COOL OFF O HA CA Y NORM C1 TS RHS-1 H1 COOL X2 HEAT AUTO G FAN SM-2 ON NORM RHS-2 15 TO 22 VOLTS (T) FROM ODS-A TO (R) ODA T TSH W BL When the room temperature drops 1 1/2 degrees below set point, the second stage of heating is engerized. This will bring on the auxiliary heat through the Heating mercury bulb (TSH) and also engerizes a blue light on the t’stat that gives an indication that the auxilary heat is on. U RD B R 38

39 Now let’s look at the thermostat.
F HEAT COOL 24 VOLT S (O) FROM DEF. BRD OFF O HA CA Y NORM C1 TS RHS-1 24 VOLT S (X2) FROM DEF. BRD H1 COOL X2 HEAT AUTO G FAN SM-2 ON RHS-2 15 TO 22 VOLTS (T) FROM ODS-A TO (R) ODA NORM T TSH W BL Now let’s look at the thermostat. There is a voltage feed on “O” , but it doesn’t go anywhere. There is volts on “X2”, but again, it doesn’t complete any circuits in the thermostat. And we’ve already discussed what “T” is for. U RD B R 39

40 (OPERATES 1.5° BELOW SETPOINT)
HEATING ON EMERG. HTG (OPERATES 1.5° BELOW SETPOINT) FAN - AUTO BAYSTAT240A F HEAT COOL OFF O HA CA Y NORM C1 TS RHS-1 H1 COOL X2 HEAT AUTO G FAN SM-2 ON RHS-2 NORM ODA T TSH W BL If there is a malfunction of the outdoor unit, these thermostat can be put into the “EMERGENCY HEAT MODE”. With this feature, heat can be obtained, but the thermostat will operate 1 1/2 degrees below set point. By moving the emergency heat switch, “Y” for the compressor is locked out of the circuit, but the auxillary heat will function normally. INDOOR UNIT U G RD B B W1 R R 40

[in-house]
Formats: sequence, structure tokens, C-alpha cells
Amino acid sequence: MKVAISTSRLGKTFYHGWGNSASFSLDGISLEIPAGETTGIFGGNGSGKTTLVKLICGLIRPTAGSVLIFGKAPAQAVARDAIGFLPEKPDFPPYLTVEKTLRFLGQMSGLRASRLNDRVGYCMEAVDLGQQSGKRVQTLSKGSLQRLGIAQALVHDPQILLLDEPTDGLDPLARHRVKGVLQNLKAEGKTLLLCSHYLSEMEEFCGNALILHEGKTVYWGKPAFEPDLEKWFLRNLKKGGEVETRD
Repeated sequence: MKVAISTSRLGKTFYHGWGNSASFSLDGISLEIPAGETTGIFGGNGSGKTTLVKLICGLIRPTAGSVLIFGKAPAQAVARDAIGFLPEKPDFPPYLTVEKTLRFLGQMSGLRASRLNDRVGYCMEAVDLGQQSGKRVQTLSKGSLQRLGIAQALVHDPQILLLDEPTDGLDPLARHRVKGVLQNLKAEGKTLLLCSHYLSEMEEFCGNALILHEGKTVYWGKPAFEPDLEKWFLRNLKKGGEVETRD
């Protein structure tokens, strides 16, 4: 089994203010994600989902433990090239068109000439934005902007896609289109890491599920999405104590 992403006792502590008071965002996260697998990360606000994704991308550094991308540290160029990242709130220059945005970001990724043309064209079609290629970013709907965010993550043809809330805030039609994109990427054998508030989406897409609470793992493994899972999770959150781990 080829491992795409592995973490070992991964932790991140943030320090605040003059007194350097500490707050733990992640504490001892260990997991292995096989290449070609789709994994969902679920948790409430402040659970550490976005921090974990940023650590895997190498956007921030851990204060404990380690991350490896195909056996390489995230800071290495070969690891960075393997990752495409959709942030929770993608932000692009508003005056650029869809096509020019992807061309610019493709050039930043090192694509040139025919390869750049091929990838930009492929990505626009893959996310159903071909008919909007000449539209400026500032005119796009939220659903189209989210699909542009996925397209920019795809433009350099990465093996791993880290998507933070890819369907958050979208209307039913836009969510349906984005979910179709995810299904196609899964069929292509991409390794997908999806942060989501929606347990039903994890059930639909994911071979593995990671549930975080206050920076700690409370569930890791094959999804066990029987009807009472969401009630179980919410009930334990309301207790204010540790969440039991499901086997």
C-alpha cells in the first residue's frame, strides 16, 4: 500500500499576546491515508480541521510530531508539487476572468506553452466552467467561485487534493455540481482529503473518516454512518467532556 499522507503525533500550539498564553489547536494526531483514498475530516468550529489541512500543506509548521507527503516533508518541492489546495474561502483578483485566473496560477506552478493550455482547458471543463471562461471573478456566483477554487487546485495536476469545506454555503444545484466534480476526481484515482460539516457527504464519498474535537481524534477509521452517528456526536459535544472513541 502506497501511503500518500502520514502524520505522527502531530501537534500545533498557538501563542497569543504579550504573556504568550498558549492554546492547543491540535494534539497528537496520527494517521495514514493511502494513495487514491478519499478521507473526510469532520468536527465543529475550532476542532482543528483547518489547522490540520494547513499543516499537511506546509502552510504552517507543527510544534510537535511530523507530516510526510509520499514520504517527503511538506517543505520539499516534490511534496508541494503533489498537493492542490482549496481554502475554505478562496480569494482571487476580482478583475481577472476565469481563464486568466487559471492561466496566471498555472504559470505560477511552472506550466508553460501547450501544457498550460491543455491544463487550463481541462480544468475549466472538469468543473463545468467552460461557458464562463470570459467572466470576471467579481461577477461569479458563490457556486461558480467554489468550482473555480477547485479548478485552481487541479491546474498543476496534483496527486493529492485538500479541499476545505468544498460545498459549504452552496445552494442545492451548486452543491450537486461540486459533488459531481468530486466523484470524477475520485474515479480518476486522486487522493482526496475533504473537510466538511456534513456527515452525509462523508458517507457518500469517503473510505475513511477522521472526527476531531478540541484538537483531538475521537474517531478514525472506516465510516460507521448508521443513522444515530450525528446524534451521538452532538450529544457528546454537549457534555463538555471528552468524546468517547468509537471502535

41 WHAT IS COOLING DROOP? Cooling droop is caused by the cooling anticipator heating up during the off cycle, causing the t’stat to come on sooner, to help overcome the thermal lag of the system. This also provides night time cooling that helps keep humidity under control I’ve been talking a lot about the circuits of a thermostat. What about some of the things you will see a thermostat do? One is a phenomenon called DROOP. Droop can occur in both the cooling mode and in the heating mode. Cooling droop is caused by the cooling anticipator heating up during the off cycle, adding heat and causing the t’stat to come on sooner. This helps to overcome the thermal lag of the system. It also provides cooling at night that helps keep humidity under control. 41

42 DROOP (cont’) Then there is Heating Droop.
Heating Droop moves the temperature in the wrong direction. To compensate for this, the “T” circuit is added. Then there is heating droop. Heating droop moves the room temperature in the wrong direction. To compensate for this, we have added the “T” circuit. 42

43 WHAT DOES THE “T” CIRCUIT HAVE TO DO WITH ANYTHING?
The “T” circuit is a heat anticipation circuit that adds heat to the thermostat to slow down thermostat response, and removes heat to speed up the response. What does the “T” circuit have to do with anything? Well, let’s explore “T” and what it does. “T” is a heat anticipation circuit that adds heat to the thermostat to slow down thermostat response and removes heat to speed up the response. Remember, “T” is active in the Heating Mode. 43